Although the burial note describes Charles Blackwell as aged 28, no trace could be found including a Death Certificate. Searching under Blackwell in the relevant quarter, a Death Certificate can be found for a Cecil Charles Blackwell aged 38. Searching under this uncovered the following story.
1850s to 1860s
Cecil’s parents were George Blackwell, a shoe/bootmaker, and Emma Saunders, both from Great Tey, Essex. They were married on 29th April 1855 at St Barnabas Church. George’s father was an agricultural labourer as was Emma’s father. Emma was described as a tambour worker in the 1851 Census. This was a popular form of quick hand embroidery on dresses and shawls.
In 1861, the Census finds the family at the “Cottage in the Street” in Great Tey. George is aged 27, occupation a shoemaker, and Emma is aged 26. Their children are shown as Sarah (5), Emeline (3), and Augusta aged 5 months.
In 1862 Emeline died and is buried at Great Tey. The following year another daughter is born with the grand title of Ethelinda Emmeline. She is known as Ethel.
1860s to 1870s
By the time their next child Ernest Henry is born in 1865, the family had moved to 8 Grove Lane in Hackney. George’s brothers Alfred and Samuel had both moved to London around 1861 working as gardeners. Alfred was living at 10 Grove Lane in 1865. The Census records show that Alfred’s sisters also moved to Hackney, so it seems likely most of the family still lived close to each other in London. Their opportunities would have been wider and diverse and probably incomes better than in the parish of Great Tey. There was only one brother who remained there.
In April 1871, the family are still living at 8 Grove Lane Cottages, with Uncle Alfred’s family living at 10 Grove Lane Cottages. George, aged 37, was working as a boot and shoemaker and Emma was aged 36. The children living at home are Sarah (15), Augusta (10), Ethel (7), Ernest (5), Ellen (2) and George (1).
Cecil’s birth and his father’s death
Cecil Charles Blackwell’s birth was registered in the July to September quarter of 1872 in Hackney. In the same quarter, his father George’s death was registered in Hackney. What came first for poor Emma is unclear without having the certificates but it must have been a traumatic time for the family so it was probably helpful that Emma had her husband’s family close at hand. No record of a baptism can be traced for Cecil Charles Blackwell.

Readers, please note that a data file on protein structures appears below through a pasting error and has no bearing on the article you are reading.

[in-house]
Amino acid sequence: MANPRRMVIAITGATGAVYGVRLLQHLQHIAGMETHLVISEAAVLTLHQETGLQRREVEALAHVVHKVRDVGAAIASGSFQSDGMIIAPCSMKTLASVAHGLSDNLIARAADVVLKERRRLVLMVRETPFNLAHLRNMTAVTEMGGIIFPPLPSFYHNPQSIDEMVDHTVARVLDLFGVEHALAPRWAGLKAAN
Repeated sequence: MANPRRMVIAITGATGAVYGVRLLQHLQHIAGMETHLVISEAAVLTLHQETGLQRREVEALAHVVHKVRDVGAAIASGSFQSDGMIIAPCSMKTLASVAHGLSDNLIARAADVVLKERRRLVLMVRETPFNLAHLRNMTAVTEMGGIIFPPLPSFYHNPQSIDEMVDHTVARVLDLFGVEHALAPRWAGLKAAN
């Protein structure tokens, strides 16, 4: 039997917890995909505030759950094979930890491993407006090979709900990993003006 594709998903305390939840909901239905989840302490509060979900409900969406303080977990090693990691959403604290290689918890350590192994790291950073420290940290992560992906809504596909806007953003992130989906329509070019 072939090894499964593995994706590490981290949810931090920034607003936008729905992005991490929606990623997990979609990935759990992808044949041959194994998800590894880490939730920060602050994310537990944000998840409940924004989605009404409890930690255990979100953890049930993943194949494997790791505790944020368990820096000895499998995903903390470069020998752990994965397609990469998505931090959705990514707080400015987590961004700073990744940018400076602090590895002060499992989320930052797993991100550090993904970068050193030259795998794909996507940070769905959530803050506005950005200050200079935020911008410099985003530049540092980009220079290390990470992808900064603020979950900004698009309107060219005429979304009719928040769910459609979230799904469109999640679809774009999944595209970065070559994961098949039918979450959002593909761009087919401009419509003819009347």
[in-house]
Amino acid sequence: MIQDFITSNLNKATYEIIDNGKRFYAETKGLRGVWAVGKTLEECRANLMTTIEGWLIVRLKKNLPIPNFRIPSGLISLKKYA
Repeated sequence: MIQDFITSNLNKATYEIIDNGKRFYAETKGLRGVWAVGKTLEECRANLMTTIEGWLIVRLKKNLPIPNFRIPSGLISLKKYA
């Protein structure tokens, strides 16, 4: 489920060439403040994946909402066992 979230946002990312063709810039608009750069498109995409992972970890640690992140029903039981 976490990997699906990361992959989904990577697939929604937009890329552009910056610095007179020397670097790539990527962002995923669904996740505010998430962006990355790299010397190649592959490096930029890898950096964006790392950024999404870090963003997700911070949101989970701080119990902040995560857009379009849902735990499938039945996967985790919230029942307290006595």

At the time of the 1881 Census, the family remained at the same address. Emma, aged 45, was head of the house working as a dressmaker, with the remaining children at home: Ernest (15), a cable and telegraph messenger, Ellen (12), George (11), and Cecil (8). There were also two boarders, William and Thomas Mills. Extra income to make ends meet.
In 1891, the family still lived in 8 Grove Lane Cottages. Emma is now 56 and just Ellen (22) and Cecil Charles (18) are at home. Cecil was working as a warehouseman. The other children having left home. There was a lodger Arthur Aylon, who was a gardener.
On 6th December 1896, Cecil is a witness at his brother’s marriage at St Michael and All Angels in Stoke Newington. Here we have sight of Cecil’s actual signature clear and well written. This is quite touching.
By 1901, Cecil and his mother had moved to 138 Gladstone Road in Walthamstow. Emma is now 65 and Cecil is working as a cook in a shop. There is no indication of illness or problems to come.
Nothing further is known about Cecil Charles until the Hackney Union Settlement Papers show an entry for him relieved by Horton on 9th February 1910, this is supported by the Lunacy Register confirming his admission to Horton Hospital on that date. There is no indication of what had happened to him. On 21st October 1910, poor Cecil Charles died and was buried on 25th November 1910 in Grave 933a at Horton Estate Cemetery.
Cecil/Charles did not have a good start in life, he was the youngest child in a family of eight children. He did not have a chance to know his father as George died at the time he was born. Strangely Cecil/Charles died at exactly the same age as his father, 38 years later!
Fortunately, the family did have the comfort that most of their Blackwell relatives lived locally. His Uncle Alfred lived two doors away for his first 10 years of life, so one can only assume he had close contact with that family. His Uncle Alfred never seemed far away, even when he moved from Grove Lane he only went around the corner. Alfred had the distinction of being the caretaker for Clapton Hall which was opened in 1880 for the Plymouth Brethren, an impressive place for the Brethren and he held that post for 20 years. One wonders whether that had any influence on Cecil/Charles’s life? He must have been close to his brother George as he was a witness at his wedding on 6th December 1896 and George gave one of his sons the second name of Charles in 1903.
Emma Blackwell, his mother, was a constant in his life and he was still living with his mother in 1901 at 138 Gladstone Road in Walthamstow. He was working as a cook so there was no apparent sign he would become ill and end up being sent to Horton Hospital some nine years later. The only record we have of his last journey is the removal and settlement papers of Hackney Union showing he would be sent to Horton on 9th February 1910. How he came to this situation is unclear but within nine months he had died at the same age as the father he never knew.